He explained, "The county knows there will be a lot of illegal activity and is wanting direction from the supervisors as to whether or not they want to explore options. Even with a ban, people will still do things unlawfully and the county would have to deal with unregulated illegal grows, health issues, calls for service for complaints, public consumption and other illegal activities. They are trying to be cautious about their approach."
He exclaimed, "In another agency I’m dealing with, they’ve discovered that if they don’t regulate anything and have to deal with the unregulated businesses, it’ll cost them $3 million in services! There’s a cost of services, regardless of what you do. How do you deal with that when you have no funding mechanism? So you can charge a fee for the regulated businesses and charge a tax, and then you’ll have revenue to deal with the issues because you have a funding source."
Before CEO Brown’s statement of the direction the Supervisors would like to explore, there was an opportunity for discussion and for public comment.
On the subject of taxes, District 4 Supervisor Lloyd Pareira said that when he was attending a conference in Washington, DC, he was talking to a past supervisor of a county in Colorado, and she told him that taxes don’t compensate the county for the increase in costs due to the
social problems recreational marijuana brings.
At the meeting, Merced County Sheriff Vern Warnke exclaimed, "I don’t want it [exploration of recreational marijuana regulation]! For years, we’ve had the medical marijuana ordinance, and more home invasions, murders and thefts. We’re dealing with organized crime because of the sales of it. Recently, we had a shoot-out in the middle of the afternoon over a marijuana grow."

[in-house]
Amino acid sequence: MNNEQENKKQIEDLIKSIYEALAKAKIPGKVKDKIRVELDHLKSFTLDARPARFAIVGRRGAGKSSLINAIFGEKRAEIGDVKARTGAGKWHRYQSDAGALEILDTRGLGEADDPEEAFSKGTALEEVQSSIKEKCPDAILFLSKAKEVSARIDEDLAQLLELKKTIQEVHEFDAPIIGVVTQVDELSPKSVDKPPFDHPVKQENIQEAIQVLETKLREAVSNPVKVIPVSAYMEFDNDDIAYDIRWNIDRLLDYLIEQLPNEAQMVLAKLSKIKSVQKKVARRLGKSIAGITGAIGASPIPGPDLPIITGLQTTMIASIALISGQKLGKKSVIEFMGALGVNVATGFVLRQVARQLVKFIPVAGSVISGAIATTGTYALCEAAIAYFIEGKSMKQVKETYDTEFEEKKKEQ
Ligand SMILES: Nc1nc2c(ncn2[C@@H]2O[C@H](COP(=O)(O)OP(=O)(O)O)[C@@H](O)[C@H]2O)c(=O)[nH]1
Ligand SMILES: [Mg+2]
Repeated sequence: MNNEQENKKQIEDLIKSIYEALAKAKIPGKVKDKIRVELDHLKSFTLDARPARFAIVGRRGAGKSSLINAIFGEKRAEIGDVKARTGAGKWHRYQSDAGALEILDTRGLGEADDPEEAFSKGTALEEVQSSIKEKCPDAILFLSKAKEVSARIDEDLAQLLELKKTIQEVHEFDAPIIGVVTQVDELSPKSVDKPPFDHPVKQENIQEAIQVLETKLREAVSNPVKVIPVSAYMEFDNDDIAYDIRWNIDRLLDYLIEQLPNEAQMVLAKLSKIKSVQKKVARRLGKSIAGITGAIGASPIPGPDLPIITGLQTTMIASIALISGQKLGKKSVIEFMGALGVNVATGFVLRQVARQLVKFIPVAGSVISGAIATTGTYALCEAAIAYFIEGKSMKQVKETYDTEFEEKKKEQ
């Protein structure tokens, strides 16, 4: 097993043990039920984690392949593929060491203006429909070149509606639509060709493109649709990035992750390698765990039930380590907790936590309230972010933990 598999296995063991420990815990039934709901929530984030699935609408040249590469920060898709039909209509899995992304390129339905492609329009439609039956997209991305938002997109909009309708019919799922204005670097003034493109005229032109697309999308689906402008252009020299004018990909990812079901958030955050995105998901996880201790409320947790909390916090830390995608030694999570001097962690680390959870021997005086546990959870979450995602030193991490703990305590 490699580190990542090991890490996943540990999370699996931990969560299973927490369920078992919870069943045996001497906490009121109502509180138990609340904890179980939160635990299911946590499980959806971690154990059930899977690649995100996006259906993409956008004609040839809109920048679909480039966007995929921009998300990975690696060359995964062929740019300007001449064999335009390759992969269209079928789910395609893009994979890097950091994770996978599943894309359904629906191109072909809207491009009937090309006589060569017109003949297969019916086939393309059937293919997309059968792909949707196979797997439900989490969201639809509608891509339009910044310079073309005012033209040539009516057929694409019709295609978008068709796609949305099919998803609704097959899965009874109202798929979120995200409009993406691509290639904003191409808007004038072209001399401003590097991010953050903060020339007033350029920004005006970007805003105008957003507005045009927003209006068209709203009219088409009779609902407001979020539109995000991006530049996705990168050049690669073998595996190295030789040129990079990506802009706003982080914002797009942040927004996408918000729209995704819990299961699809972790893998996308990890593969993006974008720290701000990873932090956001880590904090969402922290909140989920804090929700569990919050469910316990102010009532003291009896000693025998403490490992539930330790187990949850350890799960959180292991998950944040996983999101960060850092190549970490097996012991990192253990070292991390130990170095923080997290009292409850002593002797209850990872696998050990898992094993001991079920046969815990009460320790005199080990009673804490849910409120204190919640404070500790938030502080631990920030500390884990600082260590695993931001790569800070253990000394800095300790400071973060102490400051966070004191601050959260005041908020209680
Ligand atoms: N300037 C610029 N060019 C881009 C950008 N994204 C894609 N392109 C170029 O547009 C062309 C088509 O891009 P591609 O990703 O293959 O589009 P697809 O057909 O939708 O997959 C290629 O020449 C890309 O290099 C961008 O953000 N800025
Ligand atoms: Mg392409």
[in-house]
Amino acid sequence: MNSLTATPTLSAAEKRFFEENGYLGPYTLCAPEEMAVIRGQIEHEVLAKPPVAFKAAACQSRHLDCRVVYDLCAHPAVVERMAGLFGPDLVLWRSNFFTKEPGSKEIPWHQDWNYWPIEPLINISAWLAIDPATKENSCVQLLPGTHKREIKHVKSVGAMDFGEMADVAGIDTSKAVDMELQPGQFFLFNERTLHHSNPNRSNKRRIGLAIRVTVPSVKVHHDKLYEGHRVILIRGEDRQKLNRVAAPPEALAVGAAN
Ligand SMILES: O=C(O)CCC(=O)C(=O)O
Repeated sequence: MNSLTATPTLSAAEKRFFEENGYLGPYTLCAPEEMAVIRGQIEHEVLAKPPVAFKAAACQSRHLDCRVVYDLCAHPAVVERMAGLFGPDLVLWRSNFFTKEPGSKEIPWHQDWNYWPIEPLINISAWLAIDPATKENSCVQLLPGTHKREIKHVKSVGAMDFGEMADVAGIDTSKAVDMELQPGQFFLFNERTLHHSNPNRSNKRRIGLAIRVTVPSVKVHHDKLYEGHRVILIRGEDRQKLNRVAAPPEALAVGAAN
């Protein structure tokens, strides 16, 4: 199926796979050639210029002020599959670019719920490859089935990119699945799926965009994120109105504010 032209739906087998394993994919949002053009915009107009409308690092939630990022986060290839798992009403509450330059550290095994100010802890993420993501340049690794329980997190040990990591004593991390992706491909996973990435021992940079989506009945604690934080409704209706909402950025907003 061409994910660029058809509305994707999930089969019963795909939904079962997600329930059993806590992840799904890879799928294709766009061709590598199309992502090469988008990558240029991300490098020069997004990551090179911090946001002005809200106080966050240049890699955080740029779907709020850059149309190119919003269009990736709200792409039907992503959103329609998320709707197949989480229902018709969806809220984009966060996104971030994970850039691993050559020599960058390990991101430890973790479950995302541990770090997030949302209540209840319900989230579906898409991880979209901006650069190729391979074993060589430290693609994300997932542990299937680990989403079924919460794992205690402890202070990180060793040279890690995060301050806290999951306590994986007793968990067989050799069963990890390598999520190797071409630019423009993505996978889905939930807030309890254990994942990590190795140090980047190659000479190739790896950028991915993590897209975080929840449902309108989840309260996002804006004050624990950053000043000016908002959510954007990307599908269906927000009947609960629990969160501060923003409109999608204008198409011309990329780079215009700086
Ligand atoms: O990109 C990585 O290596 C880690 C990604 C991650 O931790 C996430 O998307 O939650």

Planada Plan
At the meeting, a public hearing conducted on the proposed revised Planada Community Plan was continued to the March 28 Board of Supervisors meeting.
Mark Hendrickson, the county's economic development director, explained, "The county is updating the Planada Community Plan, a specific plan consistent with the county’s General Plan. We do these community plans in our larger unincorporated communities. As a part of
this, the county has undertaken a significant effort to engage the community so as to develop zoning and land uses for Planada into the year 2035."
He continued, "Staff made a presentation at the public hearing, but we had received correspondence on March 20 and staff needed to analyze the comments made, so next Tuesday, March 28, the Supervisors will consider the Planada Community Plan along with its associated environmental document."
He added, "The county adopted its Housing Element last year, and the local governments have to have adequate land set aside to meet the affordable housing goals of the state."
Francisco Nunez, project manager of Real Estate Development with Self-Help Enterprises, spoke. Gesturing toward the center of the map of Planada displayed, he explained that there is a single family residential developer who is ready to develop.
During an interview with the Times, Hendrickson explained, "One goal of the Housing Element was to re-zone 48.7 acres in the County, and since we were in the middle of a community plan update, Self-Help Enterprises proposed an affordable housing project to bring to the community of Planada. The future development would be single family residences, and the target audience would be those who meet the State’s income guidelines for affordable housing."
Marisol Aguilar, staff attorney with California Rural Legal Assistance, expressed how pleased she was that the proposed Planada Community Plan addressed residents’ concerns in that it allowed for sidewalks for improved pedestrian safety, more park space for recreation, and a mix of zoning and housing to suit every need. She was also happy that the EIR addressed railroad crossing improvements, and asked that that be included in the Community Plan.
Hendrickson concluded, "One goal is to increase walkability, and the Community Plan contemplates sidewalk improvements and roadway improvements throughout Planada. If the Board approves the document on March 28, those types of improvements we hope would be effectuated over time."